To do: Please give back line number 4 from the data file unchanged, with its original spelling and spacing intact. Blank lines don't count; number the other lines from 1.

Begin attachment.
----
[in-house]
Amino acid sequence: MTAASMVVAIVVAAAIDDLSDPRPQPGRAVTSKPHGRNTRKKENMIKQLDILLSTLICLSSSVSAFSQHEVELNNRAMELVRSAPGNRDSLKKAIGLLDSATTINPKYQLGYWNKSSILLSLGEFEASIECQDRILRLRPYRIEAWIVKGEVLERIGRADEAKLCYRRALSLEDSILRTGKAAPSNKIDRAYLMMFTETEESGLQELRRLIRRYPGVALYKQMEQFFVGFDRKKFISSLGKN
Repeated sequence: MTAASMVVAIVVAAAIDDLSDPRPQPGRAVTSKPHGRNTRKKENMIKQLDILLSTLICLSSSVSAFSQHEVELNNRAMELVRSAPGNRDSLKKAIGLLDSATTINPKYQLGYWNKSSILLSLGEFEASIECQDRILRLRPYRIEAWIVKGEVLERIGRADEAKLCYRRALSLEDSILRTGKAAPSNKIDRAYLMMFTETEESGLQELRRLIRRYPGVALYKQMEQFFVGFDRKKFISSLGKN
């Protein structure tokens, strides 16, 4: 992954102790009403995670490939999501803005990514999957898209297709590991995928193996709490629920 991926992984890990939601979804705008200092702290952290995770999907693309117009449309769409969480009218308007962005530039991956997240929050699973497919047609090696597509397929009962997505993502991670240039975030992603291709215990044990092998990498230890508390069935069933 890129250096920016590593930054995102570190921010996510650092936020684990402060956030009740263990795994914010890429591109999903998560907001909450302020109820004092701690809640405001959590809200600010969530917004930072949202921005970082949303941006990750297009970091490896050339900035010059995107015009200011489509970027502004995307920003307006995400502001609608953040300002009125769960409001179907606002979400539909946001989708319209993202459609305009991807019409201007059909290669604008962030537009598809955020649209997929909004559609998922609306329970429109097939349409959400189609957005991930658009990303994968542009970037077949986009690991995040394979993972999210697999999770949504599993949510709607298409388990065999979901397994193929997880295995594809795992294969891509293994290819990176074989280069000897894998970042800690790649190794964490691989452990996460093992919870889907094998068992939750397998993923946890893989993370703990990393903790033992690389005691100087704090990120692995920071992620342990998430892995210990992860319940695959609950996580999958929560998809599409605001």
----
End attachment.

């Protein structure tokens, strides 16, 4: 992954102790009403995670490939999501803005990514999957898209297709590991995928193996709490629920 991926992984890990939601979804705008200092702290952290995770999907693309117009449309769409969480009218308007962005530039991956997240929050699973497919047609090696597509397929009962997505993502991670240039975030992603291709215990044990092998990498230890508390069935069933 890129250096920016590593930054995102570190921010996510650092936020684990402060956030009740263990795994914010890429591109999903998560907001909450302020109820004092701690809640405001959590809200600010969530917004930072949202921005970082949303941006990750297009970091490896050339900035010059995107015009200011489509970027502004995307920003307006995400502001609608953040300002009125769960409001179907606002979400539909946001989708319209993202459609305009991807019409201007059909290669604008962030537009598809955020649209997929909004559609998922609306329970429109097939349409959400189609957005991930658009990303994968542009970037077949986009690991995040394979993972999210697999999770949504599993949510709607298409388990065999979901397994193929997880295995594809795992294969891509293994290819990176074989280069000897894998970042800690790649190794964490691989452990996460093992919870889907094998068992939750397998993923946890893989993370703990990393903790033992690389005691100087704090990120692995920071992620342990998430892995210990992860319940695959609950996580999958929560998809599409605001």